Spring time is here and so come that time of year to gear up for Heartworm season and time for prevention.   Below contains some educational information on Heartworm disease including diagnosis, life cycle and ways to prevent this disease.  Call us today at 719-593-1336 to have your pet tested and to pick up Heartworm prevention for the months of May-October.

  • So, what is Heartworm Disease?

Heartworm disease is a serious and potentially fatal condition caused by parasitic worms living in the arteries of the lungs and occasionally in the right side of the heart of dogs, cats and other species of mammals.

  • Life cycle:

1st, an adult female heartworms release their young, called microfilariae, into an animal’s bloodstream. 2nd, the mosquitoes become infected with the microfilariae while taking blood meal from the infected animal.  During the next 10 to 14 days, the microfilariae mature to the infective larval stage within the mosquito.  3rd, the mosquito bites another dog, cat or other susceptible animal, and the ineffective larvae enter through the bite wound into the bloodstream. It then takes a little over 6 months for the infective larvae to mature into adult worms.

  • How Do You Detect Heartworm Disease?

Heartworm infection in apparently healthy animals is usually detected with blood tests for a heartworm substance called an “antigen” or microfilariae, although neither test is consistently positive until about seven months after infection has occurred.  Heartworm infection may also occasionally be detected through ultrasound and/or x-ray images of the heart and lungs, although these tests are usually used in animals already known to be infected.

  • Prevention

The easiest and safest way for owners to protect their pets from Heartworm disease is to give a medication once to their pet to prevention the development of the worms.  There are a variety of options for preventing heartworm infection in both dogs and cats, including daily and monthly tablets and chewable, a monthly topical, or in some cases a monthly oral liquid dependent on the pet and clinic. The most common treatments include Ivermectin.  All of these methods are extremely effective, and when administered properly on a timely schedule, heartworm infection can be completely prevented.  We here at Dublin sale and recommend a monthly chewable tablet, Heartgard Plus.  This can either be purchased in hospital or an online pharmacy as long as the pet has a current exam and negative Heartworm test once a year.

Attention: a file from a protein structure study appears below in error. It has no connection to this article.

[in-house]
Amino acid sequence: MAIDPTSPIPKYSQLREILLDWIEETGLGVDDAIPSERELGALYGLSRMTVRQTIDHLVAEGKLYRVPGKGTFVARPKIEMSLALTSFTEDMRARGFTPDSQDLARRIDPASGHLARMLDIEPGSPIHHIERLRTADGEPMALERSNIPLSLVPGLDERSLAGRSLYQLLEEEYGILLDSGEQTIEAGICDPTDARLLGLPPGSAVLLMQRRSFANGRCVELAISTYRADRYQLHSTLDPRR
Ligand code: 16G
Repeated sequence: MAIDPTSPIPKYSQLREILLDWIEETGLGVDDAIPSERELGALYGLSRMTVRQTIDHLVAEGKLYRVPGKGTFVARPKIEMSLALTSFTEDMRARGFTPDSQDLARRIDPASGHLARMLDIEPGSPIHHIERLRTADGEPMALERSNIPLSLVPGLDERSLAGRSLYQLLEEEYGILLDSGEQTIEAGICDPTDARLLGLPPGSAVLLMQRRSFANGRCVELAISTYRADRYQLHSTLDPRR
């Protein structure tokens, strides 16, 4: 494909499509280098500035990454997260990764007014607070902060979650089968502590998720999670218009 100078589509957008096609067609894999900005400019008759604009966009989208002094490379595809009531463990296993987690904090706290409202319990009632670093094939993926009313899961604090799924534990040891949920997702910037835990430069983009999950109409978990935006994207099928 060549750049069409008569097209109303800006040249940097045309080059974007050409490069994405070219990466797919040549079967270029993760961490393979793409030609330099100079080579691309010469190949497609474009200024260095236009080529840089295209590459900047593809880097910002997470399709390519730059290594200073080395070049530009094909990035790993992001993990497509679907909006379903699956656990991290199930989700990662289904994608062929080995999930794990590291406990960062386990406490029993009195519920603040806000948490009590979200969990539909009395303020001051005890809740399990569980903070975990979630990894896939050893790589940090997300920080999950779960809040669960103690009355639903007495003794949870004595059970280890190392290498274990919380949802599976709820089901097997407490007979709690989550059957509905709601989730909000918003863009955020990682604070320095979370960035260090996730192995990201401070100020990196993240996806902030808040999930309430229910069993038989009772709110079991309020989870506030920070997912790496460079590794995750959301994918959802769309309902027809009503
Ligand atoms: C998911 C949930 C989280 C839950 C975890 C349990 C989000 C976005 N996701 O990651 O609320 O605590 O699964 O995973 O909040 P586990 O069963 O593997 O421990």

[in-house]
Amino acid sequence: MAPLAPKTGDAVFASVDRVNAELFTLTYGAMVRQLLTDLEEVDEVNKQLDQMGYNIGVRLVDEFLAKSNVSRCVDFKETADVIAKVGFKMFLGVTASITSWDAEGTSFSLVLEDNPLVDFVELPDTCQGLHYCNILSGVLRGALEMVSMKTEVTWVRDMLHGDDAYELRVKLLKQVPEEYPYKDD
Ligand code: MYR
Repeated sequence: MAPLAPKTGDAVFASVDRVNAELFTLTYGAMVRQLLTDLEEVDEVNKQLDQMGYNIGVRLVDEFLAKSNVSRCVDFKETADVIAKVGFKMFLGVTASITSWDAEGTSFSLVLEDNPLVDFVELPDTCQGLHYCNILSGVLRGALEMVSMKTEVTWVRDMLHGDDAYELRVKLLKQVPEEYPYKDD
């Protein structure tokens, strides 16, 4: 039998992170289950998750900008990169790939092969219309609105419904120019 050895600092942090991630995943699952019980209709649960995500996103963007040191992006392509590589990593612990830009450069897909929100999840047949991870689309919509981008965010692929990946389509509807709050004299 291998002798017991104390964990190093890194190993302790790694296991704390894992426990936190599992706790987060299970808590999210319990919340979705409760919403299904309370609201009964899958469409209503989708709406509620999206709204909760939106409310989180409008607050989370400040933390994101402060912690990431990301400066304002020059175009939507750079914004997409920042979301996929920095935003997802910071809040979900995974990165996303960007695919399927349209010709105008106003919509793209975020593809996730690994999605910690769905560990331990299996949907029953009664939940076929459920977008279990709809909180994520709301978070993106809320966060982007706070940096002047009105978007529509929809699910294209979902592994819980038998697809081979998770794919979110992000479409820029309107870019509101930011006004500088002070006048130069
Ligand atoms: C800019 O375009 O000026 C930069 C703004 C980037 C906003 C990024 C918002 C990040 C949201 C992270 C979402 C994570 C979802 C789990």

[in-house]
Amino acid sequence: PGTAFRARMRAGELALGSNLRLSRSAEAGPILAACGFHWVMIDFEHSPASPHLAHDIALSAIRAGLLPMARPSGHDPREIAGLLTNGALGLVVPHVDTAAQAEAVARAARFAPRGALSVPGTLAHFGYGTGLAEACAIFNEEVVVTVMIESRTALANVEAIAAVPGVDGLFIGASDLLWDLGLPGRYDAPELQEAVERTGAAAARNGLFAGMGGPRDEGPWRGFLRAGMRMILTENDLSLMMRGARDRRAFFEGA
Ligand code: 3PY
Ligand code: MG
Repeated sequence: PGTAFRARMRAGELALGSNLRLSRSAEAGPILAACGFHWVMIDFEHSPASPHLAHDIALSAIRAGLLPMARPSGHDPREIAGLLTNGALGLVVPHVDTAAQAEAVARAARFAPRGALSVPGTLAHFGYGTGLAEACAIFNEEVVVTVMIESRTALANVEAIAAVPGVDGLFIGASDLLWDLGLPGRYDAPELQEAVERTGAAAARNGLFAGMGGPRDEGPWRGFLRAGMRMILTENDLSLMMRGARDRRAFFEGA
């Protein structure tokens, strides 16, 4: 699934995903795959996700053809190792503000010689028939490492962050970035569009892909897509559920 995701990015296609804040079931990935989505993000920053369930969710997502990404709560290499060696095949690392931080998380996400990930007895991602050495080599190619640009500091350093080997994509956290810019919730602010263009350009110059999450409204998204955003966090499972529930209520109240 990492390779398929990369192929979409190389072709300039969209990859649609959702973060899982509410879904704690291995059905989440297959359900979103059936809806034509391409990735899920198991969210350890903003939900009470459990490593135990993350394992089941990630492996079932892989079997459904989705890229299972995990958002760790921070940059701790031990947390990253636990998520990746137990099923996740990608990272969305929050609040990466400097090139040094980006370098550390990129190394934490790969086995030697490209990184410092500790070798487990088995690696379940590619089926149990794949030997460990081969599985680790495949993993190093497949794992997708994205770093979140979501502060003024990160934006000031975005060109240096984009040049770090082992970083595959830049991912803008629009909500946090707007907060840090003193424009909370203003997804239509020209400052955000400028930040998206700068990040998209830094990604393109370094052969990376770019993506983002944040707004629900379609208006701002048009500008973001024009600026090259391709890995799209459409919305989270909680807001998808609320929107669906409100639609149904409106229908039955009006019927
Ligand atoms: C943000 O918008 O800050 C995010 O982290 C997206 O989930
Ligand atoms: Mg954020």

• Treatment

Most dogs infected with heartworm can be successfully treated. The goal of treatment is to kill all adult worms with an adulticide and all microfilariae with a microfilaricide. It is important to try to accomplish this goal with minimal drug toxicity and a tolerable degree of complications created by the dying heartworms. Heartworm infected dogs which are normal or have mild disease have a high treatment success rate. Patients with evidence of more severe heartworm disease can be successfully treated, but the incidence of post-adulticide complications and mortality are greater.